St. Paddy’s PSA: Drunkeness Isn’t a MN Crime, But Disorderly Conduct Is
Saint Patrick’s Day, also known as St. Paddy’s Day, is a festive day that many people look forward to celebrating. It’s a day when people of all ages gather together to enjoy parades, drink green beer, and eat corned beef and cabbage. However, with all of the excitement that surrounds St. Paddy’s Day, it’s important to remember that drunkenness is not a crime in Minnesota, but disorderly conduct is.
In Minnesota, the law states that a person can be charged with disorderly conduct if they behave in a way that is likely to cause alarm, anger, or resentment in others. Disorderly conduct can include a wide range of behaviors, such as fighting, loud and boisterous behavior, and creating a disturbance in a public place.
While being drunk in public is not a crime in Minnesota, it can lead to disorderly conduct charges if the person’s behavior is deemed disruptive or harmful. For example, if someone is stumbling around, shouting obscenities, or engaging in other forms of disruptive behavior, they may be charged with disorderly conduct.
What Are The Consequences for Disorderly Conduct in Minnesota?
The consequences of a disorderly conduct charge in Minnesota can be severe. A conviction can result in a fine of up to $1,000 and/or up to 90 days in jail. In addition, a disorderly conduct conviction can also impact a person’s future, as it will appear on their criminal record and could potentially affect their ability to get a job or secure housing.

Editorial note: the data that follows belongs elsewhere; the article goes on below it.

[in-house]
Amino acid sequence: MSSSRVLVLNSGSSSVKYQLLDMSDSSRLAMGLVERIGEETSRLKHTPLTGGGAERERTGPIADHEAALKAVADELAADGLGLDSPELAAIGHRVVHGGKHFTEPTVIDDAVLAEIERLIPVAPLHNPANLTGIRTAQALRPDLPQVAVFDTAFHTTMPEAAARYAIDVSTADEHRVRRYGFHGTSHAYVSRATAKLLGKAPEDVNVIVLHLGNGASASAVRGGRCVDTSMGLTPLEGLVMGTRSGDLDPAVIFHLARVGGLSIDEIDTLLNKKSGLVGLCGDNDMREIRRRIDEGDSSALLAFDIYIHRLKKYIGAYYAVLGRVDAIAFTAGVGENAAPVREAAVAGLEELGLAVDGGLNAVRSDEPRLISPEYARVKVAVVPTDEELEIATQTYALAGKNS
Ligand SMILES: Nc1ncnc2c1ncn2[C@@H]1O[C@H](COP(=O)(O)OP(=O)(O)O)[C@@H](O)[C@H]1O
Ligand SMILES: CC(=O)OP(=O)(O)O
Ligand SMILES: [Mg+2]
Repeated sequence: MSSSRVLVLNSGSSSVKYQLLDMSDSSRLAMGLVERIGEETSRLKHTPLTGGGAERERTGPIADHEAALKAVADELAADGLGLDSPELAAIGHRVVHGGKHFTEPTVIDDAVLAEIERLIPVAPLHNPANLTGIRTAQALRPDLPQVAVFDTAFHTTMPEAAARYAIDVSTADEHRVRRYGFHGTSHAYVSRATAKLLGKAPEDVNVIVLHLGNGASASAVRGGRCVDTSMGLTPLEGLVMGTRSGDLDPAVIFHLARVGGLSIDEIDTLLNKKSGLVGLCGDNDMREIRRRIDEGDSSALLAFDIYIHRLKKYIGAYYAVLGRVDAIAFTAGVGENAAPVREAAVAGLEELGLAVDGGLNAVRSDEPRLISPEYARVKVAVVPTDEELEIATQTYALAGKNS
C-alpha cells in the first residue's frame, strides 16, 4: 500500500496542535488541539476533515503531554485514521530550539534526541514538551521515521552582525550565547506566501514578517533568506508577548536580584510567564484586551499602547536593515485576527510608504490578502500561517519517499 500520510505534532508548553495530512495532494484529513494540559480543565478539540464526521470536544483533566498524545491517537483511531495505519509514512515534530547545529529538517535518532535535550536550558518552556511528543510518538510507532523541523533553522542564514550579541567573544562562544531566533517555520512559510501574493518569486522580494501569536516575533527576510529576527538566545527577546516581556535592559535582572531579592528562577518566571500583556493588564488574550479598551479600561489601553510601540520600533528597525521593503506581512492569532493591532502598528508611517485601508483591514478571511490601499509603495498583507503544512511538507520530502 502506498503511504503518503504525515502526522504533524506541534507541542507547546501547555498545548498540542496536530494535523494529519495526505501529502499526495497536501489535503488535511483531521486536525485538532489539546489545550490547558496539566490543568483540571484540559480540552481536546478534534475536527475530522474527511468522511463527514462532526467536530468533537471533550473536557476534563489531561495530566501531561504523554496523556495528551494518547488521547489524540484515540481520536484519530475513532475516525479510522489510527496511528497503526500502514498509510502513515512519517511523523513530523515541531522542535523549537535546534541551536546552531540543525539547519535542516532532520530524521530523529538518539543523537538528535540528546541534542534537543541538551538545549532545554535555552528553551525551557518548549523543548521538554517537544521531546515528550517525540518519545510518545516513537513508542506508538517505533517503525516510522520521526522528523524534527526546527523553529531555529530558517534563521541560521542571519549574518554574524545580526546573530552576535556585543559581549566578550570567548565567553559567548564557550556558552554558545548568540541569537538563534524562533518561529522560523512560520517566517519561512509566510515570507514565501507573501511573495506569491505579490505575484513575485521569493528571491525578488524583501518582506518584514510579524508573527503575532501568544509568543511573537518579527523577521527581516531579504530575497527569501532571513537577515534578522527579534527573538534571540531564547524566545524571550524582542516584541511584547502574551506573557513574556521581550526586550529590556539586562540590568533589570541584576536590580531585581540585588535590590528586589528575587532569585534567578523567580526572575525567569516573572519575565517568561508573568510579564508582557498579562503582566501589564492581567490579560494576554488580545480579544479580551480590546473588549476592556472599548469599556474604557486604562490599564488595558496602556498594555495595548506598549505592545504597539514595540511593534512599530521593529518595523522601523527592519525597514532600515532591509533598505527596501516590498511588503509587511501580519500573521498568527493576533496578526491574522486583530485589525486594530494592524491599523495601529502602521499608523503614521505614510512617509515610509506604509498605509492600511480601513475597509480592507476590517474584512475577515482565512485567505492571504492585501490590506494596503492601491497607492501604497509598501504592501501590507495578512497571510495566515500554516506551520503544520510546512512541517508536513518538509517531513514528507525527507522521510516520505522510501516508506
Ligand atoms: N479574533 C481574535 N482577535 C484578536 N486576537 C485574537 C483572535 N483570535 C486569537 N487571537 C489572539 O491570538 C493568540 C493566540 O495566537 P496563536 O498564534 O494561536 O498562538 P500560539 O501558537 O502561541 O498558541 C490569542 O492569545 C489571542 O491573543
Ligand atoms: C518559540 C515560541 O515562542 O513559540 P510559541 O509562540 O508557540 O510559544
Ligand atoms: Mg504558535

To avoid disorderly conduct charges on St. Paddy’s Day, it’s important to practice responsible drinking. This means staying within your limits, pacing yourself, and drinking plenty of water throughout the day. It’s also important to avoid confrontations with others and to be mindful of your behavior in public.
Another important thing to keep in mind on St. Paddy’s Day is the importance of designated drivers. According to the Minnesota Department of Public Safety, impaired driving is one of the leading causes of traffic fatalities in Minnesota. To avoid getting behind the wheel while under the influence, it’s important to plan ahead and designate a sober driver or use a ride-sharing service.
In addition to disorderly conduct charges, there are other legal consequences to consider on St. Paddy’s Day. Under Minnesota law, it is illegal to sell alcohol to anyone under the age of 21. In addition, it is also illegal to serve alcohol to someone who is visibly intoxicated. Violations of these laws can result in fines and potentially the loss of a liquor license for businesses.
How To Avoid A Disorderly Conduct Charge on St. Patrick’s Day in MN
To avoid these legal consequences, it’s important for businesses to properly train their employees to recognize signs of intoxication and to refuse service to anyone who appears to be visibly intoxicated. Additionally, businesses can also help promote responsible drinking by offering non-alcoholic drink options and by providing food to customers who are consuming alcohol.
In conclusion, while drunkenness is not a crime in Minnesota, disorderly conduct is. On St. Paddy’s Day, it’s important to practice responsible drinking and to be mindful of your behavior in public. By doing so, you can avoid potential legal consequences and help ensure that everyone has a safe and enjoyable holiday. Remember, it’s not about how much you drink, it’s about how you drink.
About the Author:
A former Assistant Public Defender for the Sixth Judicial District in Duluth and former staff attorney for the Indian Legal Assistance Program, Brent R. Olson is an experienced trial lawyer who has appeared in every Courthouse in the Sixth Judicial District and taken over three dozen cases to verdict. At LaCourse, Poole & Envall, Mr. Envall focuses on family law, workers’ compensation, and criminal defense. He has a strong belief in restorative justice and helped to develop the Domestic Violence Restorative Circles program.